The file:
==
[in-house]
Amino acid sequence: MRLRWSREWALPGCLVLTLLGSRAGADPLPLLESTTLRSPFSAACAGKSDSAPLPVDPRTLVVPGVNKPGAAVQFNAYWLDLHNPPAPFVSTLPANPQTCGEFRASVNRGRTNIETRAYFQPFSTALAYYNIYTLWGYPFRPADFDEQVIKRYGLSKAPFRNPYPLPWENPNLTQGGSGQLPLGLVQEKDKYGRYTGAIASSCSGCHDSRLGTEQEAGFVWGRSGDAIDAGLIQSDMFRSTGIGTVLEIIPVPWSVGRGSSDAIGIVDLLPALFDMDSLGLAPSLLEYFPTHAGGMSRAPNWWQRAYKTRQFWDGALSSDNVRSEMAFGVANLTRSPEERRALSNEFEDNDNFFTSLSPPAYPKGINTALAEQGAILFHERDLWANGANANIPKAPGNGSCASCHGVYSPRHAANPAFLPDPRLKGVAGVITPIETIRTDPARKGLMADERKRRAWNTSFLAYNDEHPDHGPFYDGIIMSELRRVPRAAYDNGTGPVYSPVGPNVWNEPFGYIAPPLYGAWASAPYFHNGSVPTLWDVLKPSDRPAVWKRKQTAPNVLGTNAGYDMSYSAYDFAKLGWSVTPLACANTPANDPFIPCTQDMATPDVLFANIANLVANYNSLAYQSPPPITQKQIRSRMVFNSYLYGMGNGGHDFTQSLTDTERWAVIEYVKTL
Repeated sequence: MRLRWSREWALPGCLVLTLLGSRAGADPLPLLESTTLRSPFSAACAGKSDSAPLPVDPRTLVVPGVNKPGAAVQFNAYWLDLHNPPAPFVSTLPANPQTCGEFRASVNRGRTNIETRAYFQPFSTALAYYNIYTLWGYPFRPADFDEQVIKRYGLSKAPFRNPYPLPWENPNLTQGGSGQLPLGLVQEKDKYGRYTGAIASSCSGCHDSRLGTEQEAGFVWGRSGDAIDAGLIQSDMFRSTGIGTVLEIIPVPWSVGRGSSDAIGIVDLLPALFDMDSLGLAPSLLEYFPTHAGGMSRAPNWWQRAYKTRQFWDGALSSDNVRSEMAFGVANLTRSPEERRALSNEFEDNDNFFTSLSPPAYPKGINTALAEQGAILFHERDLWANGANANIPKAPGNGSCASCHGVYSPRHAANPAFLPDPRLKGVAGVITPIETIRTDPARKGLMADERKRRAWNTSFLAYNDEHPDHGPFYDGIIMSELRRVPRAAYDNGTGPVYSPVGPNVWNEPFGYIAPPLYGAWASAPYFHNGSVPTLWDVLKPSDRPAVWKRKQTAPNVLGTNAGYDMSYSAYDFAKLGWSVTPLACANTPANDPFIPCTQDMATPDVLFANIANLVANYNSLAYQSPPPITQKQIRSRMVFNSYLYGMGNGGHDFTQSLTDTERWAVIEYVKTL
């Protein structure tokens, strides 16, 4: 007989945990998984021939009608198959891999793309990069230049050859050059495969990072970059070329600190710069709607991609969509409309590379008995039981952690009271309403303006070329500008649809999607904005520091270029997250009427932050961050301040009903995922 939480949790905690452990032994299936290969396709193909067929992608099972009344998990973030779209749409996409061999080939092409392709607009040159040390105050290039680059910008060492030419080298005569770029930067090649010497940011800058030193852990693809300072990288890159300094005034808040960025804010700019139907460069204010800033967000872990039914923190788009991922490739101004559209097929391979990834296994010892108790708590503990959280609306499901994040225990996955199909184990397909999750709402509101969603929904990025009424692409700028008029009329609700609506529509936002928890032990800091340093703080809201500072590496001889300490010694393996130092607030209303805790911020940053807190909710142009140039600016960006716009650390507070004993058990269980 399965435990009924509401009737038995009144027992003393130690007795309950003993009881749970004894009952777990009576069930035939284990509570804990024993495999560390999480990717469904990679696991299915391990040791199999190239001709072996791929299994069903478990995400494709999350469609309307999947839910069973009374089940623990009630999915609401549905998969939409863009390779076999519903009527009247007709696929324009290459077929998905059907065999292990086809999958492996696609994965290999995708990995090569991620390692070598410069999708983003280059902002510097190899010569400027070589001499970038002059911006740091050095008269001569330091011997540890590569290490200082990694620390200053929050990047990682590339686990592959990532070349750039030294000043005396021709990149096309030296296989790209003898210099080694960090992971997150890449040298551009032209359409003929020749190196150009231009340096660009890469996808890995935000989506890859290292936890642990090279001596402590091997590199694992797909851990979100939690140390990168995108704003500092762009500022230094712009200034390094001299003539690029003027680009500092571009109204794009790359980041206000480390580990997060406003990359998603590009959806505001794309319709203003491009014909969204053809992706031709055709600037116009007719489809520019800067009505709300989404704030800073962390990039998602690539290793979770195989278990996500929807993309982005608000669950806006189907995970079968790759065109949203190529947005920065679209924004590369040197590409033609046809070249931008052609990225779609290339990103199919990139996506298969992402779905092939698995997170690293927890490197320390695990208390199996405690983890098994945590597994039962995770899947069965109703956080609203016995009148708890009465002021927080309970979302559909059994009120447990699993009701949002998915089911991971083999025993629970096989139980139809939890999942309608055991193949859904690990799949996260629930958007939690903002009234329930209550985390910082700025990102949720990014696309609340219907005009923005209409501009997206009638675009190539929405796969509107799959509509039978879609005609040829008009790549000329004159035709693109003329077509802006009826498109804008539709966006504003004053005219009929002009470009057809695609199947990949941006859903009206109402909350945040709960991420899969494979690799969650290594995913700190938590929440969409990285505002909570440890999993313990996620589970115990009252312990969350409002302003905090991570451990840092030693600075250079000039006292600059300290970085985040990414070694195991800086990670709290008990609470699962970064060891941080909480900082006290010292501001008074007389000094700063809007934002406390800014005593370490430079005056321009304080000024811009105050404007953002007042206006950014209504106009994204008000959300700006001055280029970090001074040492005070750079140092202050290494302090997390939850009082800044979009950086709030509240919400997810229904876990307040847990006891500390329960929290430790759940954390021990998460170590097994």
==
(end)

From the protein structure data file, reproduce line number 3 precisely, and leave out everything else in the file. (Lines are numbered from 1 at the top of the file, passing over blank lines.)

Repeated sequence: MRLRWSREWALPGCLVLTLLGSRAGADPLPLLESTTLRSPFSAACAGKSDSAPLPVDPRTLVVPGVNKPGAAVQFNAYWLDLHNPPAPFVSTLPANPQTCGEFRASVNRGRTNIETRAYFQPFSTALAYYNIYTLWGYPFRPADFDEQVIKRYGLSKAPFRNPYPLPWENPNLTQGGSGQLPLGLVQEKDKYGRYTGAIASSCSGCHDSRLGTEQEAGFVWGRSGDAIDAGLIQSDMFRSTGIGTVLEIIPVPWSVGRGSSDAIGIVDLLPALFDMDSLGLAPSLLEYFPTHAGGMSRAPNWWQRAYKTRQFWDGALSSDNVRSEMAFGVANLTRSPEERRALSNEFEDNDNFFTSLSPPAYPKGINTALAEQGAILFHERDLWANGANANIPKAPGNGSCASCHGVYSPRHAANPAFLPDPRLKGVAGVITPIETIRTDPARKGLMADERKRRAWNTSFLAYNDEHPDHGPFYDGIIMSELRRVPRAAYDNGTGPVYSPVGPNVWNEPFGYIAPPLYGAWASAPYFHNGSVPTLWDVLKPSDRPAVWKRKQTAPNVLGTNAGYDMSYSAYDFAKLGWSVTPLACANTPANDPFIPCTQDMATPDVLFANIANLVANYNSLAYQSPPPITQKQIRSRMVFNSYLYGMGNGGHDFTQSLTDTERWAVIEYVKTL